ILoggable

A place to keep my thoughts on programming

January 31, 2011 geek

git: pulling individual files from another branch

Here's a not too uncommon task in git that I just can't seem to remember:

Merge specific files from another branch or revision

It's simply checkout out that file on top of the current branch, but I always forget the syntax and try something like git checkout <branch>:<file> which doesn't work. Then i think, oh, it's a copy, so i try git checkout <branch>:<file> . which checks the file out but in the current directory. So I think i'm on the right path and try <localpath> instead of the dot, but that just complains about error: pathspec '<localpath>' did not match any file(s) known to git. And then I finally wise up and google around and re-discover it's just:

git checkout <branch> <file1> <file2> ...

Yeah, that easy. Thanks to Jason Rudolph whose very familiar struggle google pointed me to this time around.

Oh and while I'm at it. <branch> in the above could be a commit (that nasty hex sig), so you can pick the file state from anywhere in time.

And what if that commit was on another branch how to you look at that log? git log <branch> of course. And you can even look at the log of branches not currently tracking locally with git log <remote>/<branch>, but be aware that while <remote>/<branch> does as the source for the above checkout, using the commit signature does not work until you are tracking that branch locally. If you try the error won't be very informative either:

$ git checkout b35e968bc9105041fd93d901bf8febe858d9847a src/mindtouch.core/service/S3StorageService.cs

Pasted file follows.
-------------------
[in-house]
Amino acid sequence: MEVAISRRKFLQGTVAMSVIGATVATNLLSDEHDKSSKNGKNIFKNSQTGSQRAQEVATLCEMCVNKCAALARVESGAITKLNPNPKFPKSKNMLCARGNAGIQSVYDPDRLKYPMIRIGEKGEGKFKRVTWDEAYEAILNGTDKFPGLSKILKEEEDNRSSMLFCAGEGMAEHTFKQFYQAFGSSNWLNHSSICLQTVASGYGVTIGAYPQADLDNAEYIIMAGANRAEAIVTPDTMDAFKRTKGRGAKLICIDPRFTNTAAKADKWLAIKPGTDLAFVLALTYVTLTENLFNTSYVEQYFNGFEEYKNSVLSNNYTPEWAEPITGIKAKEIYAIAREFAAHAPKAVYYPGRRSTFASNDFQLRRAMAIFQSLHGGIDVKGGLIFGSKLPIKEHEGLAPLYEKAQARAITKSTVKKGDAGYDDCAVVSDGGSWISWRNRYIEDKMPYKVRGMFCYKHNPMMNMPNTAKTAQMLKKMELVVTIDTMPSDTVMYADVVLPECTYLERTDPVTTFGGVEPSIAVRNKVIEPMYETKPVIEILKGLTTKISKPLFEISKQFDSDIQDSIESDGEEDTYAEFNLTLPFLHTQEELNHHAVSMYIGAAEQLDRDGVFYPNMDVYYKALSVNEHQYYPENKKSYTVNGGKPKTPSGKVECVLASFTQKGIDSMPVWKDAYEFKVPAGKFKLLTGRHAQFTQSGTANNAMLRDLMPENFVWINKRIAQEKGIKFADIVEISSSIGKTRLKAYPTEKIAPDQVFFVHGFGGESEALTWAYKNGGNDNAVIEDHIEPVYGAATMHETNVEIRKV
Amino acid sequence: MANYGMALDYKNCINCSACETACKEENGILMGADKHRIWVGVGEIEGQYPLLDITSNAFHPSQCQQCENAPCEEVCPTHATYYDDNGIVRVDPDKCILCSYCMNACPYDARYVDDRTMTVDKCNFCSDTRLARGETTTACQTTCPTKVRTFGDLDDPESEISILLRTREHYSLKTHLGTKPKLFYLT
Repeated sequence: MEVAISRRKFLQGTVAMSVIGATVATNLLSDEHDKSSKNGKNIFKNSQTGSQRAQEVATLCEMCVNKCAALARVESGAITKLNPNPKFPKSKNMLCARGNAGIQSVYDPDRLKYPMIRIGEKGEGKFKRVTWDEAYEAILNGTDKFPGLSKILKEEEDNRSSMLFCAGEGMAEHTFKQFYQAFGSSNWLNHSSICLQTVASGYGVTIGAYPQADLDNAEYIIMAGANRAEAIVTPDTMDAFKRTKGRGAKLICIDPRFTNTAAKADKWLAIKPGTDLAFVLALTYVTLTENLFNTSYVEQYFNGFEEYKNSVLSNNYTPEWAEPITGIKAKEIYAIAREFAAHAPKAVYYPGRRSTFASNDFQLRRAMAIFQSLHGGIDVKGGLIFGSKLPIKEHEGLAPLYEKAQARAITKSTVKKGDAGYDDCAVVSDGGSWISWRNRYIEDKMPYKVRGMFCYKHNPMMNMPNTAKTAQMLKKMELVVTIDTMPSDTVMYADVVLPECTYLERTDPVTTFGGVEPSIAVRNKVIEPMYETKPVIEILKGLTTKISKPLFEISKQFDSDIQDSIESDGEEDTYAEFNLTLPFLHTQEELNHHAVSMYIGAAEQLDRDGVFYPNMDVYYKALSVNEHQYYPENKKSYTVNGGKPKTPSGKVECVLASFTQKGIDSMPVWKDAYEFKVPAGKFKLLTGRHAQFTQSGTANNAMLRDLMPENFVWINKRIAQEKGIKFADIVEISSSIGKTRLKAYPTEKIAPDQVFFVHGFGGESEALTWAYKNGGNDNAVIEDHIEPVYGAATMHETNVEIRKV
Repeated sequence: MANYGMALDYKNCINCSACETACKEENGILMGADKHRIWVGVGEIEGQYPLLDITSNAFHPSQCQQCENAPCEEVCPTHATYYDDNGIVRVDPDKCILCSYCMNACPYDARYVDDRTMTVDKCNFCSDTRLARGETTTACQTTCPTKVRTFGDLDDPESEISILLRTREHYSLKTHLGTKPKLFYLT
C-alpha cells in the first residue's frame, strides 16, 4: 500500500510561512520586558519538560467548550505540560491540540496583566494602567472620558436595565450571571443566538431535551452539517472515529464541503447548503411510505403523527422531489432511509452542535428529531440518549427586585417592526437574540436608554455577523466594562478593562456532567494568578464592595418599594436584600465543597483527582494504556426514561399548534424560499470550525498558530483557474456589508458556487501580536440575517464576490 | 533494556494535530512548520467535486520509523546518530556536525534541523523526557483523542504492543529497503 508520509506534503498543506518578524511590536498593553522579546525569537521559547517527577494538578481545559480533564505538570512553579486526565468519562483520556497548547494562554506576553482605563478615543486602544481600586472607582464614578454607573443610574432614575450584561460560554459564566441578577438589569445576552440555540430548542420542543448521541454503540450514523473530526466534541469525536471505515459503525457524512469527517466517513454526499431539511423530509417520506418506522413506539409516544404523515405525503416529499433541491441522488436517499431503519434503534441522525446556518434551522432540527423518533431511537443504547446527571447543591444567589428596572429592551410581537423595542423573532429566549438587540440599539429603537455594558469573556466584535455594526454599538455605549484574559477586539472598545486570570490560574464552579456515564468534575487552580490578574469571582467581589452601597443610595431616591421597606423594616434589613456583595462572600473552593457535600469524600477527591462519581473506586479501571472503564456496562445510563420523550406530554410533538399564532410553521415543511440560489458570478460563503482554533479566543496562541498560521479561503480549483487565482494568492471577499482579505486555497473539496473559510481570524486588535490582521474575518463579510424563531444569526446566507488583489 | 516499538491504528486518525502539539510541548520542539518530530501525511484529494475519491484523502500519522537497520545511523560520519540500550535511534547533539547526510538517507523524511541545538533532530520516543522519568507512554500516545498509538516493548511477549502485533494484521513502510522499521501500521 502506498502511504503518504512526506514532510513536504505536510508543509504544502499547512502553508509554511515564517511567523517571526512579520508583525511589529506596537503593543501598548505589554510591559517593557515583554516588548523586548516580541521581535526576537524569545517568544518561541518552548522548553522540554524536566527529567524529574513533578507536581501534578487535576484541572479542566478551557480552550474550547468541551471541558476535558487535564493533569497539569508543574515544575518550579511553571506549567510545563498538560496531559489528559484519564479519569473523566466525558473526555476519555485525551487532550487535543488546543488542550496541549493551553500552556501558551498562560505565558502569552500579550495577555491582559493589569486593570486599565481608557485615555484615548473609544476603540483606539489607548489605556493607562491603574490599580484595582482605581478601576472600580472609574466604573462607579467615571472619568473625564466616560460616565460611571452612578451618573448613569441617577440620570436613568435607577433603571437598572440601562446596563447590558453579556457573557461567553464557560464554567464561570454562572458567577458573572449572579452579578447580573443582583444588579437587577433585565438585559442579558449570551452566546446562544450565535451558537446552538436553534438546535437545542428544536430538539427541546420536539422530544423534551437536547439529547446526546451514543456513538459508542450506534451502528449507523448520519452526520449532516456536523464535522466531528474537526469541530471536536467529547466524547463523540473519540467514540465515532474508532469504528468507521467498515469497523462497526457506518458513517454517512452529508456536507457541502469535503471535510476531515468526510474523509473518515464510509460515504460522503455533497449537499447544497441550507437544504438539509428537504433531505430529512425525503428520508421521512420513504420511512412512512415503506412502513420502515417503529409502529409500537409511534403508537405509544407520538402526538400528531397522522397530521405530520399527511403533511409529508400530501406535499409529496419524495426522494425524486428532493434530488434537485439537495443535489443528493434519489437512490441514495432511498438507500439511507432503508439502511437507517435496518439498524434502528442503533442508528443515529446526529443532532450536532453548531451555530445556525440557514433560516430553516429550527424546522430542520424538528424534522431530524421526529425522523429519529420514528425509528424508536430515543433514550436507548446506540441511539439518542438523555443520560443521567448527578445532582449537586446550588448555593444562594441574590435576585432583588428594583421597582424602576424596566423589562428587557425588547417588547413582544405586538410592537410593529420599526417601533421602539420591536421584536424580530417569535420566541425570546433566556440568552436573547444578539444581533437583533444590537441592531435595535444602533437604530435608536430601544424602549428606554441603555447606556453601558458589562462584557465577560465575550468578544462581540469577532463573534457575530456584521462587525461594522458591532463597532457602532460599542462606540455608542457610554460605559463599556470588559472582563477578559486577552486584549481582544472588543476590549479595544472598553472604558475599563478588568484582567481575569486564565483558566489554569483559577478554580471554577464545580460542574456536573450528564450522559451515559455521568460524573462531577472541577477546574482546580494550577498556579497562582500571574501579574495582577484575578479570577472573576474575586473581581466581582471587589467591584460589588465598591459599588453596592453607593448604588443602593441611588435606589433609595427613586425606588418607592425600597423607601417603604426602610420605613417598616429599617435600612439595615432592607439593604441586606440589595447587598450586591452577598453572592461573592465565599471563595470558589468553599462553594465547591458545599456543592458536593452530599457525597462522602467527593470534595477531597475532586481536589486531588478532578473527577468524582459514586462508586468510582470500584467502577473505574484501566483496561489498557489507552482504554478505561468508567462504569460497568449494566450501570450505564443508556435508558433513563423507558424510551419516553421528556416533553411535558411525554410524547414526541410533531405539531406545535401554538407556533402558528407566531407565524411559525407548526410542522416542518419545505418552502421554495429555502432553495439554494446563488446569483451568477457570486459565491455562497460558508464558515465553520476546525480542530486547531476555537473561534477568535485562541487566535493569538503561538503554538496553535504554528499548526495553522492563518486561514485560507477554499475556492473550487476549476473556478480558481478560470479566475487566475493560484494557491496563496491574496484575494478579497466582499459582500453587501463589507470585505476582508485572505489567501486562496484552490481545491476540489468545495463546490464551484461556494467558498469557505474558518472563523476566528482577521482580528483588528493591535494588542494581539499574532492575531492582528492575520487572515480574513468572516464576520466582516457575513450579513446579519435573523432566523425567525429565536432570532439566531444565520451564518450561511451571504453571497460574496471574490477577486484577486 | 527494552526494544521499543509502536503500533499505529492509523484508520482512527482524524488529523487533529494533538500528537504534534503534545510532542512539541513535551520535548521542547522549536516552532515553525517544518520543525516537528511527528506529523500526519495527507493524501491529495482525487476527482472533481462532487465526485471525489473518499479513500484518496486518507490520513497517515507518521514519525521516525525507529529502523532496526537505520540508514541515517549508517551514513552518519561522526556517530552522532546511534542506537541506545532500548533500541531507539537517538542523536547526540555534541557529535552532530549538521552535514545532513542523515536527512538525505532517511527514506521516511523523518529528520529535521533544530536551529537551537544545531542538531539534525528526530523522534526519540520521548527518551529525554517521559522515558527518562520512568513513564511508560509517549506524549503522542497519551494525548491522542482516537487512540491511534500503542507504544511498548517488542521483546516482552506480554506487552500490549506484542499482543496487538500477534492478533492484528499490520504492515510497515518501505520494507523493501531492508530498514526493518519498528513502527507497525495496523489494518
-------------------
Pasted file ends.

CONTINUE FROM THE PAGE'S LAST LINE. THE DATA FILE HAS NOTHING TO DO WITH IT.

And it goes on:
error: pathspec 'b35e968bc9105041fd93d901bf8febe858d9847ar' did not match any file(s) known to git.
error: pathspec 'src/mindtouch.core/service/S3StorageService.cs' did not match any
file(s) known to git.

Well, hopefully I'll remember to look in my past posts next time I attempt this, because I'm sure i'll have forgotten again.

 

1 to “git: pulling individual files from another branch”

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  1. […] Proceed with the commit, then simply revert to an earlier branch. Then (optionally) delete the offending branch (noting it will need to be a force delete given the branch isn’t merged). Simply use git checkout, to go back to a different branch, or even back to an earlier commit on this branch, as explained by iLoggable. […]

  1. Stop being a git – Start using Git! | Learning New Tricks says...

    […] Proceed with the commit, then simply revert to an earlier branch. Then (optionally) delete the offending branch (noting it will need to be a force delete given the branch isn’t merged). Simply use git checkout, to go back to a different branch, or even back to an earlier commit on this branch, as explained by iLoggable. […]

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